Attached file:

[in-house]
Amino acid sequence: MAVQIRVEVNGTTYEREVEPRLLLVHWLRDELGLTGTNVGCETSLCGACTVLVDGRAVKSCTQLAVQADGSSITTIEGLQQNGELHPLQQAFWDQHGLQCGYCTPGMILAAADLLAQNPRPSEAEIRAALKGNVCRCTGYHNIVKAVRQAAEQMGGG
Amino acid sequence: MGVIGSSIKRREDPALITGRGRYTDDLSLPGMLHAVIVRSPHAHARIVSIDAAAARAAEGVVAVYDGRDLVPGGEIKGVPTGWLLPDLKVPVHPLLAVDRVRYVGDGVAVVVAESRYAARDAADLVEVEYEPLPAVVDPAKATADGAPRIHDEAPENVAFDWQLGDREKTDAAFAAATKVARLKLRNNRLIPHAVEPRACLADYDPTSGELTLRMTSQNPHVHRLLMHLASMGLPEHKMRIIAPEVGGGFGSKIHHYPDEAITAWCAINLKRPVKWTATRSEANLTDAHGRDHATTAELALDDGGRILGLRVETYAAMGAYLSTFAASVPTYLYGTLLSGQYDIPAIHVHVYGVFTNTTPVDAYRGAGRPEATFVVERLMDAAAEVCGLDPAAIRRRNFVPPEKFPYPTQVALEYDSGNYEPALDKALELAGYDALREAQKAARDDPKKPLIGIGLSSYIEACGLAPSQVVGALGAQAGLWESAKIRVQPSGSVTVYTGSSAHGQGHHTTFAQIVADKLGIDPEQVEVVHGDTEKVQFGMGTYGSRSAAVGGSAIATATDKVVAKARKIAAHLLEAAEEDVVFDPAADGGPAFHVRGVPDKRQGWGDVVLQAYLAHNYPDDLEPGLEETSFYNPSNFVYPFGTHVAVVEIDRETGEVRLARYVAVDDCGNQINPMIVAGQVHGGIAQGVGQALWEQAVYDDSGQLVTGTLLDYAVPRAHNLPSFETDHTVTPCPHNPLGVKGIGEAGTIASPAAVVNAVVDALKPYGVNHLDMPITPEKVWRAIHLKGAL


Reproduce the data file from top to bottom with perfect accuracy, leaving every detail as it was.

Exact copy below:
[in-house]
Amino acid sequence: MAVQIRVEVNGTTYEREVEPRLLLVHWLRDELGLTGTNVGCETSLCGACTVLVDGRAVKSCTQLAVQADGSSITTIEGLQQNGELHPLQQAFWDQHGLQCGYCTPGMILAAADLLAQNPRPSEAEIRAALKGNVCRCTGYHNIVKAVRQAAEQMGGG
Amino acid sequence: MGVIGSSIKRREDPALITGRGRYTDDLSLPGMLHAVIVRSPHAHARIVSIDAAAARAAEGVVAVYDGRDLVPGGEIKGVPTGWLLPDLKVPVHPLLAVDRVRYVGDGVAVVVAESRYAARDAADLVEVEYEPLPAVVDPAKATADGAPRIHDEAPENVAFDWQLGDREKTDAAFAAATKVARLKLRNNRLIPHAVEPRACLADYDPTSGELTLRMTSQNPHVHRLLMHLASMGLPEHKMRIIAPEVGGGFGSKIHHYPDEAITAWCAINLKRPVKWTATRSEANLTDAHGRDHATTAELALDDGGRILGLRVETYAAMGAYLSTFAASVPTYLYGTLLSGQYDIPAIHVHVYGVFTNTTPVDAYRGAGRPEATFVVERLMDAAAEVCGLDPAAIRRRNFVPPEKFPYPTQVALEYDSGNYEPALDKALELAGYDALREAQKAARDDPKKPLIGIGLSSYIEACGLAPSQVVGALGAQAGLWESAKIRVQPSGSVTVYTGSSAHGQGHHTTFAQIVADKLGIDPEQVEVVHGDTEKVQFGMGTYGSRSAAVGGSAIATATDKVVAKARKIAAHLLEAAEEDVVFDPAADGGPAFHVRGVPDKRQGWGDVVLQAYLAHNYPDDLEPGLEETSFYNPSNFVYPFGTHVAVVEIDRETGEVRLARYVAVDDCGNQINPMIVAGQVHGGIAQGVGQALWEQAVYDDSGQLVTGTLLDYAVPRAHNLPSFETDHTVTPCPHNPLGVKGIGEAGTIASPAAVVNAVVDALKPYGVNHLDMPITPEKVWRAIHLKGAL